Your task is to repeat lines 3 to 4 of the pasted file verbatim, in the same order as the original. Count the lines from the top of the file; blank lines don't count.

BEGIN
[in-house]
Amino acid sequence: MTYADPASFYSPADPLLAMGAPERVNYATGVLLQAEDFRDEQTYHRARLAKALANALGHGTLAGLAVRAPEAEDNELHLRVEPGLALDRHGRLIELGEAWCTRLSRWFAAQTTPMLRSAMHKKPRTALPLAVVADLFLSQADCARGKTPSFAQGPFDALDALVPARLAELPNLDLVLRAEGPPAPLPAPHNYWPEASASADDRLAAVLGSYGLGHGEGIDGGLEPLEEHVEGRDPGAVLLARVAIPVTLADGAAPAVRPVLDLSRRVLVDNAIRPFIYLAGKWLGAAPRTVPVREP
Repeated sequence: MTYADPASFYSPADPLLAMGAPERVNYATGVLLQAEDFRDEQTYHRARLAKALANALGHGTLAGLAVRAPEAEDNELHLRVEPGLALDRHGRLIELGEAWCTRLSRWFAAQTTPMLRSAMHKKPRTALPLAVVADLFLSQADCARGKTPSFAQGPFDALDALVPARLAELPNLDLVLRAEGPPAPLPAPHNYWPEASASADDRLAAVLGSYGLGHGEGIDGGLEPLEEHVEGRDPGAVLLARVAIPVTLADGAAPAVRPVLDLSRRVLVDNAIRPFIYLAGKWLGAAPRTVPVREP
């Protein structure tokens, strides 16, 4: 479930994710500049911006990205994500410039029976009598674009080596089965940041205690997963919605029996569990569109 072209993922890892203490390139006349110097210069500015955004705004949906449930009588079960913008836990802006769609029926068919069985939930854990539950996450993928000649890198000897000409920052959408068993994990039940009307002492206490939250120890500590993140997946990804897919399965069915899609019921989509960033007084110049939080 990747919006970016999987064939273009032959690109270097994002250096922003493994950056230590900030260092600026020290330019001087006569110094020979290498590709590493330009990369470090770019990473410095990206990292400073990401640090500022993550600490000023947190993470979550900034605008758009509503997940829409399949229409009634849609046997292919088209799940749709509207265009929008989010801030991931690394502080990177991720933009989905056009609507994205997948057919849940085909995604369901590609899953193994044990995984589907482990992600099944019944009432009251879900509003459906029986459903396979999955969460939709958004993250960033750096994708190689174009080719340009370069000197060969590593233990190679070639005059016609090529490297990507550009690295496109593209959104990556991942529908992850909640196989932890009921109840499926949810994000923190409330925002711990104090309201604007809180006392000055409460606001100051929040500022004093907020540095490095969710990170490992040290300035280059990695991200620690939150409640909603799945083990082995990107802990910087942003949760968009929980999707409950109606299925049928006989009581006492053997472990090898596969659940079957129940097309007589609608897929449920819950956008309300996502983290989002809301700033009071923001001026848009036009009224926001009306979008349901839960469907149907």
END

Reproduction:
Repeated sequence: MTYADPASFYSPADPLLAMGAPERVNYATGVLLQAEDFRDEQTYHRARLAKALANALGHGTLAGLAVRAPEAEDNELHLRVEPGLALDRHGRLIELGEAWCTRLSRWFAAQTTPMLRSAMHKKPRTALPLAVVADLFLSQADCARGKTPSFAQGPFDALDALVPARLAELPNLDLVLRAEGPPAPLPAPHNYWPEASASADDRLAAVLGSYGLGHGEGIDGGLEPLEEHVEGRDPGAVLLARVAIPVTLADGAAPAVRPVLDLSRRVLVDNAIRPFIYLAGKWLGAAPRTVPVREP
């Protein structure tokens, strides 16, 4: 479930994710500049911006990205994500410039029976009598674009080596089965940041205690997963919605029996569990569109 072209993922890892203490390139006349110097210069500015955004705004949906449930009588079960913008836990802006769609029926068919069985939930854990539950996450993928000649890198000897000409920052959408068993994990039940009307002492206490939250120890500590993140997946990804897919399965069915899609019921989509960033007084110049939080 990747919006970016999987064939273009032959690109270097994002250096922003493994950056230590900030260092600026020290330019001087006569110094020979290498590709590493330009990369470090770019990473410095990206990292400073990401640090500022993550600490000023947190993470979550900034605008758009509503997940829409399949229409009634849609046997292919088209799940749709509207265009929008989010801030991931690394502080990177991720933009989905056009609507994205997948057919849940085909995604369901590609899953193994044990995984589907482990992600099944019944009432009251879900509003459906029986459903396979999955969460939709958004993250960033750096994708190689174009080719340009370069000197060969590593233990190679070639005059016609090529490297990507550009690295496109593209959104990556991942529908992850909640196989932890009921109840499926949810994000923190409330925002711990104090309201604007809180006392000055409460606001100051929040500022004093907020540095490095969710990170490992040290300035280059990695991200620690939150409640909603799945083990082995990107802990910087942003949760968009929980999707409950109606299925049928006989009581006492053997472990090898596969659940079957129940097309007589609608897929449920819950956008309300996502983290989002809301700033009071923001001026848009036009009224926001009306979008349901839960469907149907």